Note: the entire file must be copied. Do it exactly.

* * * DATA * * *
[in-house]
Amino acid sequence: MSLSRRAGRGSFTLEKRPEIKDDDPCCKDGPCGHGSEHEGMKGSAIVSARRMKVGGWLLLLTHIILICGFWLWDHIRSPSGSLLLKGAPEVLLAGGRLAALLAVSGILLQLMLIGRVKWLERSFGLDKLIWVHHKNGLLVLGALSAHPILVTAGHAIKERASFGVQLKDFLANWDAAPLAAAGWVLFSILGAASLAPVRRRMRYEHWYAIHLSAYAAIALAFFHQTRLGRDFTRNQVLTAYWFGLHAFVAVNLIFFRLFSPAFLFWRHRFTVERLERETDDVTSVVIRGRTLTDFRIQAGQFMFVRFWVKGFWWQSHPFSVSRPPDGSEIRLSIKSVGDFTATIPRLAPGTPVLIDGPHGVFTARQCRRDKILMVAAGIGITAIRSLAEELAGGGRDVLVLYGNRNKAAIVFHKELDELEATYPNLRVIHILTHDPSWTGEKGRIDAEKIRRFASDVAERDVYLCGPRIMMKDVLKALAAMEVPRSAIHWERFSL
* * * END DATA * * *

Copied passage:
[in-house]
Amino acid sequence: MSLSRRAGRGSFTLEKRPEIKDDDPCCKDGPCGHGSEHEGMKGSAIVSARRMKVGGWLLLLTHIILICGFWLWDHIRSPSGSLLLKGAPEVLLAGGRLAALLAVSGILLQLMLIGRVKWLERSFGLDKLIWVHHKNGLLVLGALSAHPILVTAGHAIKERASFGVQLKDFLANWDAAPLAAAGWVLFSILGAASLAPVRRRMRYEHWYAIHLSAYAAIALAFFHQTRLGRDFTRNQVLTAYWFGLHAFVAVNLIFFRLFSPAFLFWRHRFTVERLERETDDVTSVVIRGRTLTDFRIQAGQFMFVRFWVKGFWWQSHPFSVSRPPDGSEIRLSIKSVGDFTATIPRLAPGTPVLIDGPHGVFTARQCRRDKILMVAAGIGITAIRSLAEELAGGGRDVLVLYGNRNKAAIVFHKELDELEATYPNLRVIHILTHDPSWTGEKGRIDAEKIRRFASDVAERDVYLCGPRIMMKDVLKALAAMEVPRSAIHWERFSL